Ganzer smiled indulgently and leaned back in his seat. “I bet you think the dark side of the moon really existed before we took pictures of the dark side of the moon.”
“Don’t start on me with the dreamer head games, Jimmy. Presburg is gonna be here any minute. Bitch about the biz, talk about the pastrami, act normal, listen to his rap. Bobby Presburg is easy if you let him talk.”
Under this scolding, Ganzer shifted restlessly in his seat. “The pro dream biz is all about relentless mental focus,” he declared. He wiped his greasy hands on his stained football jersey. “You know what our real problem is? Presburg doesn’t respect our craft! Presburg thinks that us fabbers just idly slumber around, waiting for inspiration! He doesn’t get it about us creatives! We plunge to the red-hot core of the psyche and we seize the deeper reality! That’s how I deliver unique material like my giant flying paramecium.”
“You’re a good guy,” said Morse with a short laugh.
“These days, any punk eight-year-old kid can dream up zombies and vampires! No wonder a pimp like Presburg likes to peddle insect paranoia.”
“Look, Presburg is smarter than you know. The insect theme has been good for Skaken Recurrent Nightmare. We’re getting ads from insecticide manufacturers and exterminator services.”
Ganzer pounded at the checkered café table with his pudgy fist. “Carlo, the truth is that guys like Presburg have polluted dreamland—made it dull! You know why I’m dreaming about single-celled monsters now? Because Presburg hasn’t been there. Germs are special. They’re real, but you can’t see them.”
“You’ve always been the go-to guy for lurking invisible menaces,” Morse admitted.
“Deconstructing reality’s physical subtext is the core of my art! Seeing the unseen, naming the unnamable, and dreaming the undreamable—that’s what Mr. Jimmy Ganzer is all about!”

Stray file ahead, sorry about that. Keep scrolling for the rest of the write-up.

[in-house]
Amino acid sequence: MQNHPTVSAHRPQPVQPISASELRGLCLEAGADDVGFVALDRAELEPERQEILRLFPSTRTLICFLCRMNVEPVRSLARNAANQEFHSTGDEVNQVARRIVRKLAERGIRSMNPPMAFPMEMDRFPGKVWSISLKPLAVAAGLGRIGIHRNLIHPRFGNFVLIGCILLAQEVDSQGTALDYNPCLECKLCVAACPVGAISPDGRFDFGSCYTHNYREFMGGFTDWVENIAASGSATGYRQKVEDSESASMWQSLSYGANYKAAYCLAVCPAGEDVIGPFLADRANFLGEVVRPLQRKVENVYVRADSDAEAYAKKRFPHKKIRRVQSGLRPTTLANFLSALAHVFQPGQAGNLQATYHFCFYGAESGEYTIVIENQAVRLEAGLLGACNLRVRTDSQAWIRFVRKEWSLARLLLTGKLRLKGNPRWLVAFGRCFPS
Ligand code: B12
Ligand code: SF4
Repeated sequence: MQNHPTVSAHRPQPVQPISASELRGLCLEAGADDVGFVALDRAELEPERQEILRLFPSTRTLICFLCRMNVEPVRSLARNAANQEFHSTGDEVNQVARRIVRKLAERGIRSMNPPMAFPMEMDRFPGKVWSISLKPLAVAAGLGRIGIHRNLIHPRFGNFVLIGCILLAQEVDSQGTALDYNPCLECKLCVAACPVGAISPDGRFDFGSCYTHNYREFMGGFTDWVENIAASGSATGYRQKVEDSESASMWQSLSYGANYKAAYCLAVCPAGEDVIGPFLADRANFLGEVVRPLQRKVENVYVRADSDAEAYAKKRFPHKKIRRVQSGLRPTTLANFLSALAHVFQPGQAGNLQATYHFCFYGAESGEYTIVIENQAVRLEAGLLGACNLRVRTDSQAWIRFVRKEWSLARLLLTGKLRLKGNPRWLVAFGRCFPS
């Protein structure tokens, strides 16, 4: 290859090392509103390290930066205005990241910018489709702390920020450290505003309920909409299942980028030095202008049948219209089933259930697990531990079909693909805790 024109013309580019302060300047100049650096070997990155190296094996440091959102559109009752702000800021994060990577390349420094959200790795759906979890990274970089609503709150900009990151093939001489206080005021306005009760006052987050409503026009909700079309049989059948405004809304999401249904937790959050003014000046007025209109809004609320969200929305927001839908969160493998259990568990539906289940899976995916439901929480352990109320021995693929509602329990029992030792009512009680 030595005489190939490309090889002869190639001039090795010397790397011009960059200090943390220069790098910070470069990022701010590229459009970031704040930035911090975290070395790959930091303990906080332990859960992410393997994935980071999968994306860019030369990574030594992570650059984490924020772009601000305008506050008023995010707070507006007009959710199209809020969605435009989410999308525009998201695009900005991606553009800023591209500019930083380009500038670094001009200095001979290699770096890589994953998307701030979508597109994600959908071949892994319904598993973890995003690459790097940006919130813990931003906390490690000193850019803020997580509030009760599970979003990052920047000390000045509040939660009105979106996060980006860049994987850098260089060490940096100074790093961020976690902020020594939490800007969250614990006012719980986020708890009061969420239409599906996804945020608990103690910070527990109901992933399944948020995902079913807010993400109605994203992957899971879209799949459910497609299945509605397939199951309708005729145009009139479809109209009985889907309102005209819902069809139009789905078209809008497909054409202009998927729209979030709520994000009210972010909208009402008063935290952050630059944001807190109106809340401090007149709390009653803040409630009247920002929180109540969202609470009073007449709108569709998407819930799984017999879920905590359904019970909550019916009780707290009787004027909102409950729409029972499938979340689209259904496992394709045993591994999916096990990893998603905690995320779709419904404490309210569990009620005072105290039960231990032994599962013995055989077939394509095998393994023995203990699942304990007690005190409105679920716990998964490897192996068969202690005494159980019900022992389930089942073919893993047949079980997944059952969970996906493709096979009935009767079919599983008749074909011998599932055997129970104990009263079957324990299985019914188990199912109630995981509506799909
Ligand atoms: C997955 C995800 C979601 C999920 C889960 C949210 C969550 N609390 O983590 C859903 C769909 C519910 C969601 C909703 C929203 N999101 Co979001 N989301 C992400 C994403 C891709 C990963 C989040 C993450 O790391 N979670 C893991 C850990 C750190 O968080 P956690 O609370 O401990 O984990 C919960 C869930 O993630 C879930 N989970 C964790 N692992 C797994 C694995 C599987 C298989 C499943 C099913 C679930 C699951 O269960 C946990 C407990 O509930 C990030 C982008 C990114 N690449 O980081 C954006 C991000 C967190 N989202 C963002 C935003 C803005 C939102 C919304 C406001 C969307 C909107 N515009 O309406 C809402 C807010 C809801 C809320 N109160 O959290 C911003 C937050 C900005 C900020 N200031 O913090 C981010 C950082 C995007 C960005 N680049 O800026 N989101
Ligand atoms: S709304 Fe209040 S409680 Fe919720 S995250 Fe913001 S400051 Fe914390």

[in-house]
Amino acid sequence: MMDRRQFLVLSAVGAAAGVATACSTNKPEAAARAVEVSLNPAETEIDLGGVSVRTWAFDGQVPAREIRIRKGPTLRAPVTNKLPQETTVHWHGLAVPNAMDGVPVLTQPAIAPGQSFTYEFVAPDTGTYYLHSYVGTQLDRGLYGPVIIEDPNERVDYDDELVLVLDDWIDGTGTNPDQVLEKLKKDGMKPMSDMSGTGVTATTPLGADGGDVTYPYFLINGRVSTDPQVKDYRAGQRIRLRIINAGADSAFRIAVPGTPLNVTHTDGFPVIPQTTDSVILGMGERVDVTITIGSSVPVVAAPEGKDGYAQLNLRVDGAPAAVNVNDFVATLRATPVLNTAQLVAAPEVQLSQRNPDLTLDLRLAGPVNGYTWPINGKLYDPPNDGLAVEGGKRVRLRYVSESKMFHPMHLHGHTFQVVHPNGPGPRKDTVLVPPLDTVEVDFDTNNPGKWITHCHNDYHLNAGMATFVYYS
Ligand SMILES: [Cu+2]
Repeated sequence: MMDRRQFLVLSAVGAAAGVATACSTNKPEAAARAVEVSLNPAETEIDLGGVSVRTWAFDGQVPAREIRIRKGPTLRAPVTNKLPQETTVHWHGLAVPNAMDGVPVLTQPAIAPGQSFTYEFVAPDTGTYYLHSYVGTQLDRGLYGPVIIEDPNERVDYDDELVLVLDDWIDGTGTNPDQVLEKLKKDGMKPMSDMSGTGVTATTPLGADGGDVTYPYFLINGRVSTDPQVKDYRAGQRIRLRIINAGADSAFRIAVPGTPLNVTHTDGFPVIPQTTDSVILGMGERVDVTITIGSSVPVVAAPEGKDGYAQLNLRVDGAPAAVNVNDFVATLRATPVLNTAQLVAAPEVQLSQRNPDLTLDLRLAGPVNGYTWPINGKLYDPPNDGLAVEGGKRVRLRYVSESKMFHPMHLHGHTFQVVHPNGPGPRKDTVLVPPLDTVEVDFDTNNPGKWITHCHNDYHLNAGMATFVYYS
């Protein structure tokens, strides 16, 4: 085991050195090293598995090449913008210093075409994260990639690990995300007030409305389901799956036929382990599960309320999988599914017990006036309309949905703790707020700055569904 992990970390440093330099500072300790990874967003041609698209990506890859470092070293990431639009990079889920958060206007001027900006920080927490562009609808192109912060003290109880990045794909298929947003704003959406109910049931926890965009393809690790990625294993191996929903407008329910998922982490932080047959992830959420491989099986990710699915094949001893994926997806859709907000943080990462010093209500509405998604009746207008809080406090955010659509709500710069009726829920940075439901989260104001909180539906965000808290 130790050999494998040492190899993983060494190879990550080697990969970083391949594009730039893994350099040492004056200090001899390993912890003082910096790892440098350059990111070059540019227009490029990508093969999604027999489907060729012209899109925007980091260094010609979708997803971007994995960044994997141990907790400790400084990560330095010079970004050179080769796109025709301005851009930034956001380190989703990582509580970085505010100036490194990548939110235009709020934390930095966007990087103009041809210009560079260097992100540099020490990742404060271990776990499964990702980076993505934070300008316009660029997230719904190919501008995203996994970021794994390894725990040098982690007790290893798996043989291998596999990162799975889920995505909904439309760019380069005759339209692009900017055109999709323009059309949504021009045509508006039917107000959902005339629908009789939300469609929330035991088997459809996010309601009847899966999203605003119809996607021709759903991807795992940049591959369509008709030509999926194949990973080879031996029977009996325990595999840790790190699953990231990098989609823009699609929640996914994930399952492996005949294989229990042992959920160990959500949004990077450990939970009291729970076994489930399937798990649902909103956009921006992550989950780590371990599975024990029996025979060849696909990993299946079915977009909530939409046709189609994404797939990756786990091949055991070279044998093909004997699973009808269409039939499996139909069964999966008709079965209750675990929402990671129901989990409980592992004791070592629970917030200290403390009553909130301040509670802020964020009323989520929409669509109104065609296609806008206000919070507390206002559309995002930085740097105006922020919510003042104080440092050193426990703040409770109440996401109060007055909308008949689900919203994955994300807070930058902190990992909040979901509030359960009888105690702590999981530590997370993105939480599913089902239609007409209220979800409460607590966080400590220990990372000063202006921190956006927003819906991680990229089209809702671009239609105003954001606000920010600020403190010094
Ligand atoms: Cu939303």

“Yeah, yeah,” said Morse, fondling Ganzer’s new fabule. The dream-recording had a knobby surface, with clefts between the knobs, and the knobs themselves were tight clusters of smaller knobs. “I’ve been around the dance floor with you a few times. You’re the ultimate old-school indie dreamer, Jimmy. You’re the session man. You’re the fixer.”
“Yeah, okay, sure,” Ganzer admitted, mopping his plate with a last scrap of whole wheat bagel. “I’m a cynical outsider artist, curiously endowed with an ability to slip reality’s surly bonds.”
Morse looked up as the deli’s door jangled aloud. The sun was low in the sky outside, gilding the dusty streets. A strikingly handsome pair of youngsters had slipped into the café, bribing their way past the gateman—a mocking, weather-beaten Ukrainian named Yokl.
“Look at those wannabes,” said Morse. “The kid with the pink tentacles growing out of his neck? And his girl’s got a third eye in the middle of her forehead. They’re here to flash their demos and beg for a deal.”
Ganzer tugged at the elastic waist of his velour track pants. Ganzer always wore sports gear, despite the fact that he never exercised and spent his creative working life soundly asleep. “She’s hot. Costume-play sure has changed, hasn’t it? We’ve gone from dorky hats to riding the bosonic flux.”
The aspiring fabbers slipped into a nearby empty booth. The boy shoved the dirty plates and cups aside with a busy flurry of his pink tentacles.
“Whoa,” Morse remarked.
“That’s a pretty good augment,” said Ganzer. “For a punk wannabe. Moving real objects with his dreams.”
“A ribbonware plug-in for the bosonic flux medium,” said Morse. “From China.”
Ganzer glanced over his shoulder. “Nice projected glow from the girlfriend’s third eye. It’s sweet to see two noobs yearning to get discovered around Schwartz's.”
“Presburg would eat those kids like pink-elephant cotton candy,” said Morse.
“That reminds me,” said Ganzer. “If your boss man’s picking up our supper tab, we should order something pricey.”
“We just had supper, man. You went through that lox and bagel like a horde of locusts.”
“On come on, that bagel wasn’t supper! That was just a nutritional restorative to sharpen my oneiric brain chemistry.”
Morse lifted his elegant hand and signaled for Maya, their favorite Schwarz’s waitress. The deli was slowly filling up with the early evening crowd.
“They put dreams on cereal boxes now,” Morse muttered, straightening his tailored sleeves. “Dreams are on bubble-gum cards. Remember when our users had to load dreams off a server the size of a beer keg? And the low fidelity—hell, I look back at my old works now, way back in the 2040s, and they’re like crazy-bum finger paintings made with coffee and ketchup.”
“I don’t like to hear you dismiss your best work,” said Ganzer. “Those low-fi dreams that you used to bash out—they had a bright, childlike gusto! I mean, sure, they bombed in the marketplace. But in those days, there was nothing like a dream marketplace.”